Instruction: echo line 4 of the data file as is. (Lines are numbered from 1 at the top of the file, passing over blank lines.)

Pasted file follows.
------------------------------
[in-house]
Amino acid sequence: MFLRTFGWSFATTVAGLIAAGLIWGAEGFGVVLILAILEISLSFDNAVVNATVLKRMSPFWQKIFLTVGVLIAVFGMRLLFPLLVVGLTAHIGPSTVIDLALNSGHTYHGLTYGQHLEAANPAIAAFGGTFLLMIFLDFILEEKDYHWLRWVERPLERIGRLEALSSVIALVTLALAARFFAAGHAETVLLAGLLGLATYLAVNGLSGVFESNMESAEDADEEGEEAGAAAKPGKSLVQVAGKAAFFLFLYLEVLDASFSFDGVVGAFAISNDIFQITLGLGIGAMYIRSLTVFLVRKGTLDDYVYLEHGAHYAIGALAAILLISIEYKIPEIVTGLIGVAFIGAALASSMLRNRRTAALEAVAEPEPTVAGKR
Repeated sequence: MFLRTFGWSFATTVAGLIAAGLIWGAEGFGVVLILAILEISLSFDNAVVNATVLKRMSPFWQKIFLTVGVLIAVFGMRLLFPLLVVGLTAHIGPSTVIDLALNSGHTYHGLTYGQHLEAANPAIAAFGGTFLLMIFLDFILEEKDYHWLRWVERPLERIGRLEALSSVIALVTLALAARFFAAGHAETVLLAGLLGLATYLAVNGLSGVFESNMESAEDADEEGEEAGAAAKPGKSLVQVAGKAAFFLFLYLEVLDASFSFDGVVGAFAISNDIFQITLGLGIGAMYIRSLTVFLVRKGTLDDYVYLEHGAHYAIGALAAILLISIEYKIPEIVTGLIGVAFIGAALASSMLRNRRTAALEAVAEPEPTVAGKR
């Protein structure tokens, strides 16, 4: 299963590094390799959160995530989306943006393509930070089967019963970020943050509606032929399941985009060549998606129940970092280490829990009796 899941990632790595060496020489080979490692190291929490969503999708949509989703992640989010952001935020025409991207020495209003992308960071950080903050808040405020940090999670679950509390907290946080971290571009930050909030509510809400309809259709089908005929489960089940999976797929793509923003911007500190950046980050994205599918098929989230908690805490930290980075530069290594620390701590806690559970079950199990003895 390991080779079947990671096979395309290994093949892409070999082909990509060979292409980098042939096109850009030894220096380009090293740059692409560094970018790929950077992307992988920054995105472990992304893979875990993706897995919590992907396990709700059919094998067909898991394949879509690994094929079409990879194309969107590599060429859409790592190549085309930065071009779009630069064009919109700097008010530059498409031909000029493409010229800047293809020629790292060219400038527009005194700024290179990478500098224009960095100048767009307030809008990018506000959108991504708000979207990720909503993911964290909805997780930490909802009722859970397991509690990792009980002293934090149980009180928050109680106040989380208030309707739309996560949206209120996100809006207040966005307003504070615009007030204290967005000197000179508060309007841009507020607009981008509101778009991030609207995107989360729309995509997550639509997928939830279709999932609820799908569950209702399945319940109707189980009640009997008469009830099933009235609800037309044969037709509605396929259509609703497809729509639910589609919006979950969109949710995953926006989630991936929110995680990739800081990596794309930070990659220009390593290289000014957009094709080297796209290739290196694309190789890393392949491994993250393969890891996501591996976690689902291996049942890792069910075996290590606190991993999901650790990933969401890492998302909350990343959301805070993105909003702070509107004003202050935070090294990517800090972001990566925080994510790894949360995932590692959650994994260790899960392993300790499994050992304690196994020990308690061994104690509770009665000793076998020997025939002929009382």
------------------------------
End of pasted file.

């Protein structure tokens, strides 16, 4: 299963590094390799959160995530989306943006393509930070089967019963970020943050509606032929399941985009060549998606129940970092280490829990009796 899941990632790595060496020489080979490692190291929490969503999708949509989703992640989010952001935020025409991207020495209003992308960071950080903050808040405020940090999670679950509390907290946080971290571009930050909030509510809400309809259709089908005929489960089940999976797929793509923003911007500190950046980050994205599918098929989230908690805490930290980075530069290594620390701590806690559970079950199990003895 390991080779079947990671096979395309290994093949892409070999082909990509060979292409980098042939096109850009030894220096380009090293740059692409560094970018790929950077992307992988920054995105472990992304893979875990993706897995919590992907396990709700059919094998067909898991394949879509690994094929079409990879194309969107590599060429859409790592190549085309930065071009779009630069064009919109700097008010530059498409031909000029493409010229800047293809020629790292060219400038527009005194700024290179990478500098224009960095100048767009307030809008990018506000959108991504708000979207990720909503993911964290909805997780930490909802009722859970397991509690990792009980002293934090149980009180928050109680106040989380208030309707739309996560949206209120996100809006207040966005307003504070615009007030204290967005000197000179508060309007841009507020607009981008509101778009991030609207995107989360729309995509997550639509997928939830279709999932609820799908569950209702399945319940109707189980009640009997008469009830099933009235609800037309044969037709509605396929259509609703497809729509639910589609919006979950969109949710995953926006989630991936929110995680990739800081990596794309930070990659220009390593290289000014957009094709080297796209290739290196694309190789890393392949491994993250393969890891996501591996976690689902291996049942890792069910075996290590606190991993999901650790990933969401890492998302909350990343959301805070993105909003702070509107004003202050935070090294990517800090972001990566925080994510790894949360995932590692959650994994260790899960392993300790499994050992304690196994020990308690061994104690509770009665000793076998020997025939002929009382």